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Book Cover for: Olive Kitteridge, Elizabeth Strout

Olive Kitteridge

Elizabeth Strout

Reader Score

86%

86% of readers

recommend this book

Critic Reviews

Great

Based on 8 reviews on

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The New York Times Best Seller logo
2019 The New York Times Best Seller
WINNER OF THE PULITZER PRIZE - The beloved first novel featuring Olive Kitteridge, from the #1 New York Times bestselling author of My Name is Lucy Barton and the Oprah's Book Club pick Olive, Again

"Fiction lovers, remember this name: Olive Kitteridge. . . . You'll never forget her."--USA Today

"Strout animates the ordinary with astonishing force."--The New Yorker

A BEST BOOK OF THE YEAR: The Washington Post Book World, USA Today, San Francisco Chronicle, Chicago Tribune, Seattle Post-Intelligencer, People, Entertainment Weekly, The Christian Science Monitor, The Plain Dealer, The Atlantic, Rocky Mountain News, Library Journal

At times stern, at other times patient, at times perceptive, at other times in sad denial, Olive Kitteridge, a retired schoolteacher, deplores the changes in her little town of Crosby, Maine, and in the world at large, but she doesn't always recognize the changes in those around her: a lounge musician haunted by a past romance; a former student who has lost the will to live; Olive's own adult child, who feels tyrannized by her irrational sensitivities; and her husband, Henry, who finds his loyalty to his marriage both a blessing and a curse.

As the townspeople grapple with their problems, mild and dire, Olive is brought to a deeper understanding of herself and her life--sometimes painfully, but always with ruthless honesty. Olive Kitteridge offers profound insights into the human condition--its conflicts, its tragedies and joys, and the endurance it requires.

The inspiration for the Emmy Award-winning HBO miniseries starring Frances McDormand, Richard Jenkins, and Bill Murray

This edition includes an excerpt of Elizabeth Strout's novel Olive, Again.

Book Details

  • Publisher: Random House Trade
  • Publish Date: Sep 30th, 2008
  • Pages: 336
  • Language: English
  • Dimensions: 7.80in - 5.10in - 0.90in - 0.55lb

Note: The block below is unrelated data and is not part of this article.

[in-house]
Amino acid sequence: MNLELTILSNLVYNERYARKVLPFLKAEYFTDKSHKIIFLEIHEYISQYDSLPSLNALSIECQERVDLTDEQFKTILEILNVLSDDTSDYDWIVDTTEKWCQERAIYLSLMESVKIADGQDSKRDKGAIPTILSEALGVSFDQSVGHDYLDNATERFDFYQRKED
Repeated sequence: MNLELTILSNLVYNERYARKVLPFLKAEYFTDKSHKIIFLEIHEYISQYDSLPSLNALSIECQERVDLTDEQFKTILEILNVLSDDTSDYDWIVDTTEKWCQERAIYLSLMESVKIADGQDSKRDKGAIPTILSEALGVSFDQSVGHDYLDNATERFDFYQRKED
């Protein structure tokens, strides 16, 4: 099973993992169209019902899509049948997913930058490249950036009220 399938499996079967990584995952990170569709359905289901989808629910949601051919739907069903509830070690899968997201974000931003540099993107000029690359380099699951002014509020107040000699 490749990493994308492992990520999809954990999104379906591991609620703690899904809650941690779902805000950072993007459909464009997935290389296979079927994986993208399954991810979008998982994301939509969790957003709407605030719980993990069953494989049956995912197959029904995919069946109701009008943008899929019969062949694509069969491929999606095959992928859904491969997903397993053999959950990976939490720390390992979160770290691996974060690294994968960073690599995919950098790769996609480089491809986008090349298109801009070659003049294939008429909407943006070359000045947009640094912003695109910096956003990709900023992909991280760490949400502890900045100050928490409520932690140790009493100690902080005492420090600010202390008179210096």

• EAN: 9780812971835
  • Categories: LiteraryFamily Life - GeneralSagas

About the Author

Elizabeth Strout is the #1 New York Times bestselling author of Olive Kitteridge, winner of the Pulitzer Prize; Olive, Again, an Oprah's Book Club pick; Anything Is Possible, winner of the Story Prize; My Name is Lucy Barton, longlisted for the Man Booker Prize; The Burgess Boys, named one of the best books of the year by The Washington Post and NPR; Abide with Me, a national bestseller; and Amy and Isabelle, winner of the Los Angeles Times Art Seidenbaum Award for First Fiction and the Chicago Tribune Heartland Prize. She has also been a finalist for the National Book Critics Circle Award, the PEN/Faulkner Award for Fiction, the International Dublin Literary Award, and the Orange Prize. Her short stories have been published in a number of magazines, including The New Yorker and O: The Oprah Magazine. Elizabeth Strout lives in New York City.

Critics’ reviews

Praise for this book

"Perceptive, deeply empathetic . . . Olive is the axis around which these thirteen complex, relentlessly human narratives spin themselves into Elizabeth Strout's unforgettable novel in stories."--O: The Oprah Magazine

"Fiction lovers, remember this name: Olive Kitteridge. . . . You'll never forget her. . . . [Elizabeth Strout] constructs her stories with rich irony and moments of genuine surprise and intense emotion. . . . Glorious, powerful stuff."--USA Today

"Funny, wicked and remorseful, Mrs. Kitteridge is a compelling life force, a red-blooded original. When she's not onstage, we look forward to her return. The book is a page-turner because of her."--San Francisco Chronicle

"Olive Kitteridge still lingers in memory like a treasured photograph."--Seattle Post-Intelligencer

"Rarely does a story collection pack such a gutsy emotional punch."--Entertainment Weekly

"Strout animates the ordinary with astonishing force. . . . [She] makes us experience not only the terrors of change but also the terrifying hope that change can bring: she plunges us into these churning waters and we come up gasping for air."--The New Yorker